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Title: RELATIONSHIP BETWEEN WILD RICE SPECIES OF ETHIOPIA WITH CULTIVATED RICE BASED ON ISSR MARKER
Authors: GEZAHEGN, GIRMA
Keywords: genetic diversity
wild rice populations
cultivated rice
Oryza sativa
Oryza glaberrima
NERICA
ISSR
Date Added: 21-Sep-2007
Abstract: Three wild rice populations of Ethiopia (one from Gambella and two from Gonder) and three cultivated rice populations (O. sativa from Gonder, O. glaberrima from West Africa and NERICA rice (NERICA-3; cultivar developed through interspecific hybridization between O. sativa and O. glaberrima), from Gonder) were studied. Inter simple sequence repeats (ISSRs) as a molecular marker was used to assess genetic diversity both within and between species using six ISSR primers, where four of them were dinucleotides and two tetranucleotides primers. A total of 93 clear and reproducible bands were amplified from the six ISSR primers. Both UPGMA and neighbor joining trees were constructed for each individual and population using Jaccard’s similarity coefficient of ‘0’ absent and ‘1’ present data. The trees clearly indicated six distinct groups which are based on populations of origin. The PCO analysis also recovered the UPGMA and neighbor joining trees groups, although wild Gonder-1 intermixed with wild Gonder-2. O .glaberrima, O. sativa and NERICA-3 clustered as a major group while O. barthii and O. longistaminata were clustered as the second major group. Such clustering of O. glaberrima with O. sativa and NERICA-3 is considered to be due to genetic admixture of O. glaberrima with O. sativa. The genetic diversity result generally indicated that wild rice populations were found to have higher gene diversity (0.14) than cultivated rice populations. The over all gene diversity and percent polymorphisms were found to be higher in wild rice than in cultivars (0.11). The Shannon’s diversity index also confirmed the existence of higher diversity in wild rice populations of Ethiopia than cultivated species used in the present study. Furthermore, partitioning of the Shannon’s diversity showed that the majority of the variations were observed among population (63%). Similarly, AMOVA demonstrate highly significant (P=0.00) genetic differences among populations within groups, among groups (cultivated and wild) and within populations. Of the total variation, 49.4% was attributable to among populations within groups, 26.4% to among groups and the least, 24.2% to within populations.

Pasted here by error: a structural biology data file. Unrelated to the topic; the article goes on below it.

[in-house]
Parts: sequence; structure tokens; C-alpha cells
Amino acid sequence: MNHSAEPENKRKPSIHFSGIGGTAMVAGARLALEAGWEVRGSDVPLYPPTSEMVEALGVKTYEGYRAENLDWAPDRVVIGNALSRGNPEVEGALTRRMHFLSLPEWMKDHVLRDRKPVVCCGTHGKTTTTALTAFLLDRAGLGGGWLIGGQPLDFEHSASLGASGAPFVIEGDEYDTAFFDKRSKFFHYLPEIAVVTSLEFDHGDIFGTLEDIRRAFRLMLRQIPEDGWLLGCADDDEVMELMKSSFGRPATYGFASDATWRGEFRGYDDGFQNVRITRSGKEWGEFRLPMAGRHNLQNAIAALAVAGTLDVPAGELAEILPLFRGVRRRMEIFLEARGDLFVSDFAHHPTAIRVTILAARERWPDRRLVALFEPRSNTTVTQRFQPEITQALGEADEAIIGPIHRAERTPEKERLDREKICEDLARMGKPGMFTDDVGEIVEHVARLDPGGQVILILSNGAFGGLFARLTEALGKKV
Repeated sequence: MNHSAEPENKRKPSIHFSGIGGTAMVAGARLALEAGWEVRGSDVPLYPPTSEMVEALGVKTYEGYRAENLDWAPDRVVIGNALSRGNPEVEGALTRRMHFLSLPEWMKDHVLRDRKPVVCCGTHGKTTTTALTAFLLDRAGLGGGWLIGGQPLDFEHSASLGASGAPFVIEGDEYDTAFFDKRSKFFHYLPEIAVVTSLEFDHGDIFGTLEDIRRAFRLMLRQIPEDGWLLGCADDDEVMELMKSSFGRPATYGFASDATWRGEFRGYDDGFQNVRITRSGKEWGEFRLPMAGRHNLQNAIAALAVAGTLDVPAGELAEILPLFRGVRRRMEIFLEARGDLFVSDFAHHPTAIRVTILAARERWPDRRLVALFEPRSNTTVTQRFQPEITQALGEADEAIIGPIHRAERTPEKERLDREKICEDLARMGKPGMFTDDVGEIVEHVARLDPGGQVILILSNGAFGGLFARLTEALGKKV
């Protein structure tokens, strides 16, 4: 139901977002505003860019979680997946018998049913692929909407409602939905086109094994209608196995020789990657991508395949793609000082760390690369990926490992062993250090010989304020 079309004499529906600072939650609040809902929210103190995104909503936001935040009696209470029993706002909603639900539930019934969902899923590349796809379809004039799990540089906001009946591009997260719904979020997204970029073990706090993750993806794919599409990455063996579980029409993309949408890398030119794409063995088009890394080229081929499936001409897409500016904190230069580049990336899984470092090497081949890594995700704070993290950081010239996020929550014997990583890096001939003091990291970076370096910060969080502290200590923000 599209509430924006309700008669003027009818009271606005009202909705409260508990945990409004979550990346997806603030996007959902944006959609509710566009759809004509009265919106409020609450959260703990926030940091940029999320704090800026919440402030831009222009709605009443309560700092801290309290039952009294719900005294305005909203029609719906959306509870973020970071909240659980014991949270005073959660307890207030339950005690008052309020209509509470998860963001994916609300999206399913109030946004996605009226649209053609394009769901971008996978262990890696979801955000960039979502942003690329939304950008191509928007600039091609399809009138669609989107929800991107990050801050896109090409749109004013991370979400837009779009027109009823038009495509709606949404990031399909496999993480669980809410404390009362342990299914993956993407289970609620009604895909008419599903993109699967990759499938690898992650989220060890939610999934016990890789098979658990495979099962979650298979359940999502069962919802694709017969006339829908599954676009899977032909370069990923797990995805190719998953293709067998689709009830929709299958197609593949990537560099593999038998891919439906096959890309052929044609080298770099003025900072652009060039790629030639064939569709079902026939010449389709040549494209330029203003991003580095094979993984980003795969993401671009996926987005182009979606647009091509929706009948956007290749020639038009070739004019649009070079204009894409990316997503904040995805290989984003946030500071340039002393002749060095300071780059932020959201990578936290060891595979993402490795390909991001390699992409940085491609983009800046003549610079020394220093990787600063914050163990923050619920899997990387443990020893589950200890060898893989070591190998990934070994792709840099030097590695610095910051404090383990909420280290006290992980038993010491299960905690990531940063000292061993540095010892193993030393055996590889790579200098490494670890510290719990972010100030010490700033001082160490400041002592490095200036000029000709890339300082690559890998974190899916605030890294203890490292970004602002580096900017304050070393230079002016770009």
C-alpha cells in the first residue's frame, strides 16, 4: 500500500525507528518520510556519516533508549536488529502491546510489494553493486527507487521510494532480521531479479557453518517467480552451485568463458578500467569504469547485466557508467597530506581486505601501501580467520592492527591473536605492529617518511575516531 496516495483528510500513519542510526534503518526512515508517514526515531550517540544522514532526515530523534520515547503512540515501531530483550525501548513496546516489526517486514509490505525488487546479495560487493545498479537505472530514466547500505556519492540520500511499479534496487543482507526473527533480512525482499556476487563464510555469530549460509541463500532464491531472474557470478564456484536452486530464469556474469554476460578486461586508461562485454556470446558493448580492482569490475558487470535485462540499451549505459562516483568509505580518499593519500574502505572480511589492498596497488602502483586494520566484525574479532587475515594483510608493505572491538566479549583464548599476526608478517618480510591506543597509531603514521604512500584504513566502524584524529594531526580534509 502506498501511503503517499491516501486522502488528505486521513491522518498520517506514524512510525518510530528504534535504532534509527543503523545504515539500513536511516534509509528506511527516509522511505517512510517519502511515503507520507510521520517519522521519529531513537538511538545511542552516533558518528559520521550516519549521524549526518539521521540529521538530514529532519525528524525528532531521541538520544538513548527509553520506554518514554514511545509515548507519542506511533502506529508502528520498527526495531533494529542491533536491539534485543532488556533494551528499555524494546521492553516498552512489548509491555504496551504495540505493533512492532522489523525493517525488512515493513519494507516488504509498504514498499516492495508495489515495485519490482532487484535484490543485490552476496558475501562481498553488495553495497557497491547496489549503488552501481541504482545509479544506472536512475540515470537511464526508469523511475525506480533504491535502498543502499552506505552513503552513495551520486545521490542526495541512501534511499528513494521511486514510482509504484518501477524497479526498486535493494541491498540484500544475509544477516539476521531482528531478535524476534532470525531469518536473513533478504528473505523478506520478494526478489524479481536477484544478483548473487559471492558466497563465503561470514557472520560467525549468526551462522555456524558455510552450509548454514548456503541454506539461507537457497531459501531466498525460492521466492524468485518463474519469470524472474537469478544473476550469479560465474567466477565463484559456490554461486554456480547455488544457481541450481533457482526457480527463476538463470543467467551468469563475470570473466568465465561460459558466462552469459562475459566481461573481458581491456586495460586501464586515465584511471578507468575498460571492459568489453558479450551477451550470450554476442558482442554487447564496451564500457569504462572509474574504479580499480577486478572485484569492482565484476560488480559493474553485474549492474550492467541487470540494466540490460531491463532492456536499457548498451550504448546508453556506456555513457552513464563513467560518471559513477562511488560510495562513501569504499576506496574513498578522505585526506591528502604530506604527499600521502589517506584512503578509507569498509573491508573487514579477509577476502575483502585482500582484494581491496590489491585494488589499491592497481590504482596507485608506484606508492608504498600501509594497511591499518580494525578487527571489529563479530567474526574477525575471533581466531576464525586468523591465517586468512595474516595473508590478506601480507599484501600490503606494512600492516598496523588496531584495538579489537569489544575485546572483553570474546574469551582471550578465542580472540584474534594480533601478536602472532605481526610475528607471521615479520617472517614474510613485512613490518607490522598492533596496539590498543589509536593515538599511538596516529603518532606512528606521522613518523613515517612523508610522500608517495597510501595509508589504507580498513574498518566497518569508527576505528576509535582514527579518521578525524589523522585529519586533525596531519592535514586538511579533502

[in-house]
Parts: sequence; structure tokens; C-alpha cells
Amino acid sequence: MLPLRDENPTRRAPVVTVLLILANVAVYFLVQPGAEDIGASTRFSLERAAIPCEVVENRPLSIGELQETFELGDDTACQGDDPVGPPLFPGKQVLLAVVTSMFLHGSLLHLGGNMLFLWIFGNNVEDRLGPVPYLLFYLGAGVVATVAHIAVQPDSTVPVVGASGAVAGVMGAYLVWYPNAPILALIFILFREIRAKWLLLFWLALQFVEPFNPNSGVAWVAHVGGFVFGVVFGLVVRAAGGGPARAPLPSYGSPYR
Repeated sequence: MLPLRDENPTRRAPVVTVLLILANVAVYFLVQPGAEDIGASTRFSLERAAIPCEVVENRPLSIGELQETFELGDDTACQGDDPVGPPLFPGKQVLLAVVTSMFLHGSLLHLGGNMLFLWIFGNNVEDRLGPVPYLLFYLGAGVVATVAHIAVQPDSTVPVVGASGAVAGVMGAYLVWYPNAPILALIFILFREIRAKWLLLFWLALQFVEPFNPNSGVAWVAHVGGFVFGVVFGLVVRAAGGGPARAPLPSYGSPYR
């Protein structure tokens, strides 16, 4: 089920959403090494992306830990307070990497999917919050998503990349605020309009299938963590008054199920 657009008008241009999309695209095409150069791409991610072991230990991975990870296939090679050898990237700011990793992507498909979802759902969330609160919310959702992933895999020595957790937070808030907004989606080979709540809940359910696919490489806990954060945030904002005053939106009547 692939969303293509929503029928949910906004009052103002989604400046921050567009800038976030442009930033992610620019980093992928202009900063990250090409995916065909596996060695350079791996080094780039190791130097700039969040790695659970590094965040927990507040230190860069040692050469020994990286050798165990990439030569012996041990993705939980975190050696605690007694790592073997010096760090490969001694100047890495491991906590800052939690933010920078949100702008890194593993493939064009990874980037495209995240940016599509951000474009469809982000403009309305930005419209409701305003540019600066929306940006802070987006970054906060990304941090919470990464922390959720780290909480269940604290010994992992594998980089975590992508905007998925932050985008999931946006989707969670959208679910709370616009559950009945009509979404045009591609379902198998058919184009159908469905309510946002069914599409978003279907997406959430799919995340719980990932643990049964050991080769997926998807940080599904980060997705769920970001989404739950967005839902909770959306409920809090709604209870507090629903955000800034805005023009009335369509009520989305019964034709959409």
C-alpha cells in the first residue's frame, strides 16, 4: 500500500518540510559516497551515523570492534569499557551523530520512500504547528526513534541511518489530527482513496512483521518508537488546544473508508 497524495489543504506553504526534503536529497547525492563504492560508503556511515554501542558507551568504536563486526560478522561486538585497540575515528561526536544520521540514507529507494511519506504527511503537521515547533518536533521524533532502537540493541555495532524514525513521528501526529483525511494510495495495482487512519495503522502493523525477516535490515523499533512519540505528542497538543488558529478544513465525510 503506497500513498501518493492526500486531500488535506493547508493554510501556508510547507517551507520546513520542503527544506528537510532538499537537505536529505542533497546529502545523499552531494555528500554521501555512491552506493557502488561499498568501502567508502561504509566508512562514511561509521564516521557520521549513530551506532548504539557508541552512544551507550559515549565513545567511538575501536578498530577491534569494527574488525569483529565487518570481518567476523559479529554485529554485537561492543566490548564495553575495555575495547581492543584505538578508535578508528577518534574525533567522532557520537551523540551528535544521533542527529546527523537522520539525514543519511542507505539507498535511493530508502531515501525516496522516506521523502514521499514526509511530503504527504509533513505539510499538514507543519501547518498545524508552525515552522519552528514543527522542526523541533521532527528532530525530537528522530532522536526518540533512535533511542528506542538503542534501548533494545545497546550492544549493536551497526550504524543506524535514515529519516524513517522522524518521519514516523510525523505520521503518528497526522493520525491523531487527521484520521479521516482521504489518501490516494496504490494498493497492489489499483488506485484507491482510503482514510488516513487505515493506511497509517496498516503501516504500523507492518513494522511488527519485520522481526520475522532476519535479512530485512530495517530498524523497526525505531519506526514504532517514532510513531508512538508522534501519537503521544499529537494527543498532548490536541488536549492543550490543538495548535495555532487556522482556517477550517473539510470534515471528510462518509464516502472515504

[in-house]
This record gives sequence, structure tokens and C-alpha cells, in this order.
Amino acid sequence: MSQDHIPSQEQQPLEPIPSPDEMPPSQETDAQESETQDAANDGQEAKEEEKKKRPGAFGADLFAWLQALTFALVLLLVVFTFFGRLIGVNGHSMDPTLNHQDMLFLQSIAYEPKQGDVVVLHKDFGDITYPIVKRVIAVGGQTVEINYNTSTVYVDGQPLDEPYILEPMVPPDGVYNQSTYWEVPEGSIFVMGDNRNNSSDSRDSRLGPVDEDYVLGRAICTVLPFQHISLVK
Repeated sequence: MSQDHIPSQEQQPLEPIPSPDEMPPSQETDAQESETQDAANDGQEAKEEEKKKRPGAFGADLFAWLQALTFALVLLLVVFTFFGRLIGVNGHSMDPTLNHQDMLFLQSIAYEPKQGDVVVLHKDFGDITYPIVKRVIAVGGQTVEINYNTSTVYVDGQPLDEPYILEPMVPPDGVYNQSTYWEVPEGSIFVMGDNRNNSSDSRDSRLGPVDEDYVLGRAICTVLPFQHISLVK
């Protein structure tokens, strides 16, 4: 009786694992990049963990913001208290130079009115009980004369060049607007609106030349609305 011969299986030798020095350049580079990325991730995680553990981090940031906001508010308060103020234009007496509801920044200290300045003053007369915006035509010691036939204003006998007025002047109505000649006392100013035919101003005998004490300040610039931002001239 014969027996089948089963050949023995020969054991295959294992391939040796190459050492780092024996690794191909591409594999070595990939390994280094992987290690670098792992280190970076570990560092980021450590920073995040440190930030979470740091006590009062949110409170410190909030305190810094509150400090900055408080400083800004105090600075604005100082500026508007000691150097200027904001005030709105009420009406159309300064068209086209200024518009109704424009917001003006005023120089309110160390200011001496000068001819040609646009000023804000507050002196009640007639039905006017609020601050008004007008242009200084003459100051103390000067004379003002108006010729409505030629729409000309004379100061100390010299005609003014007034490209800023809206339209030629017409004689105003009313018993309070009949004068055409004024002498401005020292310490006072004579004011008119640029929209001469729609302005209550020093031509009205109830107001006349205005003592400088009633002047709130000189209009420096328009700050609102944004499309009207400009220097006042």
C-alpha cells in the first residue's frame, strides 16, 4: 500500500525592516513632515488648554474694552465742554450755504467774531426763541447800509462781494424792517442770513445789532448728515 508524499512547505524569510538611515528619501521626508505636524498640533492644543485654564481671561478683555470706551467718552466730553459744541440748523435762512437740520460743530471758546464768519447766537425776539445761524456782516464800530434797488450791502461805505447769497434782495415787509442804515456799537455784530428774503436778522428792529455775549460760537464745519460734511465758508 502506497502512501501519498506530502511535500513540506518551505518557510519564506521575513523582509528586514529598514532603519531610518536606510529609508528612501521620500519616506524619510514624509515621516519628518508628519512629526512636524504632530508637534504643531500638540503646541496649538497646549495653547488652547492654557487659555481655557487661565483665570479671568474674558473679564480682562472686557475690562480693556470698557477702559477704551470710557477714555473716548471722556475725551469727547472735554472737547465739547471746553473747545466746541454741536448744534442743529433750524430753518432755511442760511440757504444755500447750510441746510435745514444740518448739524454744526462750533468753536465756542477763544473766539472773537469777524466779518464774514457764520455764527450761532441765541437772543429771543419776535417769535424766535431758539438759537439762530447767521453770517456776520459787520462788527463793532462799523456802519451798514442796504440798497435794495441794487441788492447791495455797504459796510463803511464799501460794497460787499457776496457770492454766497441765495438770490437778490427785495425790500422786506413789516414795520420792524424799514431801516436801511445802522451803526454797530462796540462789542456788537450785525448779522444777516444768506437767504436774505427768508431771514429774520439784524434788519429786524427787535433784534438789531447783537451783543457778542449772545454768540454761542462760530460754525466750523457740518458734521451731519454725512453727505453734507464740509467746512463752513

Description: A Thesis Presented to the School of Graduate Studies of the Addis Ababa University in Partial Fulfillment of the Requirements for the Degree of Master of Science in Biology (Applied Genetics)
URI: http://hdl.handle.net/123456789/135
Appears in:Thesis - Biology

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